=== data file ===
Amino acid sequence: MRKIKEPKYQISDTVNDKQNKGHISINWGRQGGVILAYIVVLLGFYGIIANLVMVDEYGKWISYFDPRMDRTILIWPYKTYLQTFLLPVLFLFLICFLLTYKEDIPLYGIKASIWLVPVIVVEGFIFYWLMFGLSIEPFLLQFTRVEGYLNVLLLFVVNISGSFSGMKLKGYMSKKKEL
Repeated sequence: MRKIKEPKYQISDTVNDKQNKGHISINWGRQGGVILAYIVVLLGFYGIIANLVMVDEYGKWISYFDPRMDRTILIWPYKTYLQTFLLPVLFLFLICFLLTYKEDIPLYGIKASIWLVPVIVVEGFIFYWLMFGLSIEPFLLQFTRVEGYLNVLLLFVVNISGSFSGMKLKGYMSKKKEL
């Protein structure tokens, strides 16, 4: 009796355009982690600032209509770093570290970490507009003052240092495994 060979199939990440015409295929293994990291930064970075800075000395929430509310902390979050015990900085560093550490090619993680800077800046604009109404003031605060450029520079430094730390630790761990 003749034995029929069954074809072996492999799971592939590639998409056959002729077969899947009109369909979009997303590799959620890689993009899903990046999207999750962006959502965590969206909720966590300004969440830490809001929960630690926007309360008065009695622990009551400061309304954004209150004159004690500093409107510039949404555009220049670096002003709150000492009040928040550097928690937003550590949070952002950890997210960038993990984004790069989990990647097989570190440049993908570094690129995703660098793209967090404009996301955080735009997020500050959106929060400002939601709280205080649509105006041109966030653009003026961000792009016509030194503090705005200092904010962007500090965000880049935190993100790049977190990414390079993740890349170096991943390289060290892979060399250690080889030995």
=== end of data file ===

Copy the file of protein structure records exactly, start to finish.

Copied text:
Amino acid sequence: MRKIKEPKYQISDTVNDKQNKGHISINWGRQGGVILAYIVVLLGFYGIIANLVMVDEYGKWISYFDPRMDRTILIWPYKTYLQTFLLPVLFLFLICFLLTYKEDIPLYGIKASIWLVPVIVVEGFIFYWLMFGLSIEPFLLQFTRVEGYLNVLLLFVVNISGSFSGMKLKGYMSKKKEL
Repeated sequence: MRKIKEPKYQISDTVNDKQNKGHISINWGRQGGVILAYIVVLLGFYGIIANLVMVDEYGKWISYFDPRMDRTILIWPYKTYLQTFLLPVLFLFLICFLLTYKEDIPLYGIKASIWLVPVIVVEGFIFYWLMFGLSIEPFLLQFTRVEGYLNVLLLFVVNISGSFSGMKLKGYMSKKKEL
């Protein structure tokens, strides 16, 4: 009796355009982690600032209509770093570290970490507009003052240092495994 060979199939990440015409295929293994990291930064970075800075000395929430509310902390979050015990900085560093550490090619993680800077800046604009109404003031605060450029520079430094730390630790761990 003749034995029929069954074809072996492999799971592939590639998409056959002729077969899947009109369909979009997303590799959620890689993009899903990046999207999750962006959502965590969206909720966590300004969440830490809001929960630690926007309360008065009695622990009551400061309304954004209150004159004690500093409107510039949404555009220049670096002003709150000492009040928040550097928690937003550590949070952002950890997210960038993990984004790069989990990647097989570190440049993908570094690129995703660098793209967090404009996301955080735009997020500050959106929060400002939601709280205080649509105006041109966030653009003026961000792009016509030194503090705005200092904010962007500090965000880049935190993100790049977190990414390079993740890349170096991943390289060290892979060399250690080889030995």